Movie Review: American Made
American Made, the latest Tom Cruise headliner, opened in theaters over the weekend to much critical praise. Directed by Doug Liman (Edge of Tomorrow, Jumper) and written by Gary Spinelli, the film focuses on Barry Seal, a former TWA pilot who became a drug smuggler for the Medellín Cartel during the 1980’s. Tom Cruise leads the cast portraying Barry Seal, and Domhnall Gleeson portrays his CIA counterpart, Monty Schafer. The rest of the supporting cast is also comprised of Sarah Wright, Alejandro Edda, Mauricio Mejía, Caleb Landry Jones, and Jesse Plemons.
The film begins with Barry Seal (Cruise) as a pilot for TWA and flying his passengers all over the country. It’s a monotonous routine as is evidenced by his tendency to override autopilot to fly the plane himself. Seal is approached by CIA agent Monty Schafer (Gleeson) when Seal is discovered delivering illegal Cuban cigars. However, Schafer offers Seal an opportunity instead of exposing him. Schafer offers Seal a chance to fly clandestine reconnaissance missions over Central America. The plane he shows Seal is already equipped with cameras, and Seal quickly agrees to the arrangement. The photos are highly valuable to the CIA, but when Seal asks for more money, Schafer cannot agree to that arrangement. During a mission, the Medellín Cartel pick up Seal and offer him a lucrative opportunity to smuggle cocaine into the United States. Seal also accepts this arrangement, which eventually leads to the CIA resettling he and his family in Mena, Arkansas to avoid the authorities. Seal also begins running weapons to the Nicaraguan Contras in Honduras for the CIA, which sets Seal on a risky path of balancing the demands of the CIA with the responsibilities of smuggling drugs while avoiding the DEA and other law enforcement agencies.
To be biographical in nature, this film does not seem to have a dull moment. It truly is an entertaining film that blends humor with intrigue and a certain amount of tension as Seal becomes involved with the Medellín Cartel. Barry Seal is an intriguing character, and Cruise nails this performance. I’ll admit it is a little weird to see him alongside Sarah Wright, who looks like she could be Cruise’s daughter, but there is not a fault in his performance. He plays this eccentric, cavalier character well. Domhnall Gleeson also stands out for me as this questionable CIA agent as does Alejandro Edda and Mauricio Mejía in their portrayals of Jorge Ochoa and Pablo Escobar.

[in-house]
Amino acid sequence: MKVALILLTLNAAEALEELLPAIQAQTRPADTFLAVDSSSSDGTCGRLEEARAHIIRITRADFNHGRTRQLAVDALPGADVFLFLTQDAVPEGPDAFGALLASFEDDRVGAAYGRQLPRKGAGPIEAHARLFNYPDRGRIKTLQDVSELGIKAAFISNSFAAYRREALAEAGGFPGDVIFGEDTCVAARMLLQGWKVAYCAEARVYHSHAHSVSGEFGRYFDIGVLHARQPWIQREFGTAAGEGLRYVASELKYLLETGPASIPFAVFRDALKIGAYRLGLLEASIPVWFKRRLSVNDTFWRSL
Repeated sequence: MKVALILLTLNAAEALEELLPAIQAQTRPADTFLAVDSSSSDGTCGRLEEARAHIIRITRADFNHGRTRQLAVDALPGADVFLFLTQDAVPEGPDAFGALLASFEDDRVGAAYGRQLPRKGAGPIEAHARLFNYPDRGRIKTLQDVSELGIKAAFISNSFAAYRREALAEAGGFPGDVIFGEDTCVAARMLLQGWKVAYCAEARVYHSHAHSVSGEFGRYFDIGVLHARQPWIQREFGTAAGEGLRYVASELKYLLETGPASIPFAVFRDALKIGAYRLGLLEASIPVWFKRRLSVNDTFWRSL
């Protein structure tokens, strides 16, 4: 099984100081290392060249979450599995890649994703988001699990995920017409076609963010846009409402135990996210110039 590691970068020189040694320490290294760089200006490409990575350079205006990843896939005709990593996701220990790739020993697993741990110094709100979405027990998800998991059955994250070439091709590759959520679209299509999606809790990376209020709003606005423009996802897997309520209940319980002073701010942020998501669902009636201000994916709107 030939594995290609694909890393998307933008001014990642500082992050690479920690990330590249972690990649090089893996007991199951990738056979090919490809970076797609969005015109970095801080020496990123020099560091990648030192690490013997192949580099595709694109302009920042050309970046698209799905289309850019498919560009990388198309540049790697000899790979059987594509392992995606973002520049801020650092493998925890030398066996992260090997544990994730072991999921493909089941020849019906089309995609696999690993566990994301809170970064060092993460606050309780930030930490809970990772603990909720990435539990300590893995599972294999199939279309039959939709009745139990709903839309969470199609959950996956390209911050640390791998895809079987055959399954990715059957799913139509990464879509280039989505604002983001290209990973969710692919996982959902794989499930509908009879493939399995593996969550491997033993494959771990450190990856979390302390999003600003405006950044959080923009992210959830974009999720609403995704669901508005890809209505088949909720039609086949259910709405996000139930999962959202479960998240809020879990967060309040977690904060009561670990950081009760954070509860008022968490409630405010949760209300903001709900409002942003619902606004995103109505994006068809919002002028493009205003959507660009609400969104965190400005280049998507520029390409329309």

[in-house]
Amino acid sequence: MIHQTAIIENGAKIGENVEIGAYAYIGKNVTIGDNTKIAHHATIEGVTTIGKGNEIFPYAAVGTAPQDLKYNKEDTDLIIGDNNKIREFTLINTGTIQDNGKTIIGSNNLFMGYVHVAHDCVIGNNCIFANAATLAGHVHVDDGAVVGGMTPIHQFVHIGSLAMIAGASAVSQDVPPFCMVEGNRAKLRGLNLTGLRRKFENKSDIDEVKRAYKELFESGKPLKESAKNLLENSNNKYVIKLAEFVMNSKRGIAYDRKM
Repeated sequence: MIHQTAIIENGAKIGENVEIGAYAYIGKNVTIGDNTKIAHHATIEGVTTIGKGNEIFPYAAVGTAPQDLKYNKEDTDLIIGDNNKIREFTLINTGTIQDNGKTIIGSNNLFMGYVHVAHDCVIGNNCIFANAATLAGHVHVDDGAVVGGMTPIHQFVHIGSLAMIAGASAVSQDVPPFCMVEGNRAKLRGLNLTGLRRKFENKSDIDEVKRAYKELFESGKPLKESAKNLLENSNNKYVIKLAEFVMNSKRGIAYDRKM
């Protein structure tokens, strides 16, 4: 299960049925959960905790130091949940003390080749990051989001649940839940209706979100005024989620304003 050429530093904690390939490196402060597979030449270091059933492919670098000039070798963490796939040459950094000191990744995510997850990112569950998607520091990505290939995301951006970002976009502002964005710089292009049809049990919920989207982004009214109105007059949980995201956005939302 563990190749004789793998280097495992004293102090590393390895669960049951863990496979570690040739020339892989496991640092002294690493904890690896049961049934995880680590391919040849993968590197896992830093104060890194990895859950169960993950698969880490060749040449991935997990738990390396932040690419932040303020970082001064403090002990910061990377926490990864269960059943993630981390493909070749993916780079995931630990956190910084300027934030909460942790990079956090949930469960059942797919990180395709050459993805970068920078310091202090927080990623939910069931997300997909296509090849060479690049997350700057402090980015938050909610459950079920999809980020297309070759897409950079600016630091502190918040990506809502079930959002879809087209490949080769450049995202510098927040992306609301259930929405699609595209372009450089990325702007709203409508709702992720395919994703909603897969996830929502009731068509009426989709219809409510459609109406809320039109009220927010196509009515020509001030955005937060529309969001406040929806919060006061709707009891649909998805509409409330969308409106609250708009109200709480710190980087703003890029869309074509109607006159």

The film is definitely a loose interpretation of the events that transpired around Seal, but I thought that it all came together quite beautifully. Every event they show comes full circle by the end of the film, and I actually appreciate the way they broke up the time periods by who his employer was at the time. It was cleverly crafted together, and it stays with the theme that Seal states at the beginning. He tells the audience that he’s not the smartest man and that he often leaps before he looks, and that truth is demonstrated time and time again throughout his story. It’s a testament to the filmmakers, though, that you can know this truth and yet still root for his character. It’s also funny how you can watch him make dangerous, cavalier decisions like transporting cocaine for the Medellin cartel and still laugh at his care-free attitude.
At the end of the day, I found American Made to be truly enjoyable. The acting is fantastic; the story is intriguing, and all of the set design and costume design looks incredible. I truly felt like I was transported back to the late 1970’s and early 1980’s through everything I saw. This film is a thrilling ride, which is led by Tom Cruise’s charisma as this daring pilot. American Made is rated R for some nudity and language, but I still have to highly recommend this biographical crime film to the adults in the crowd.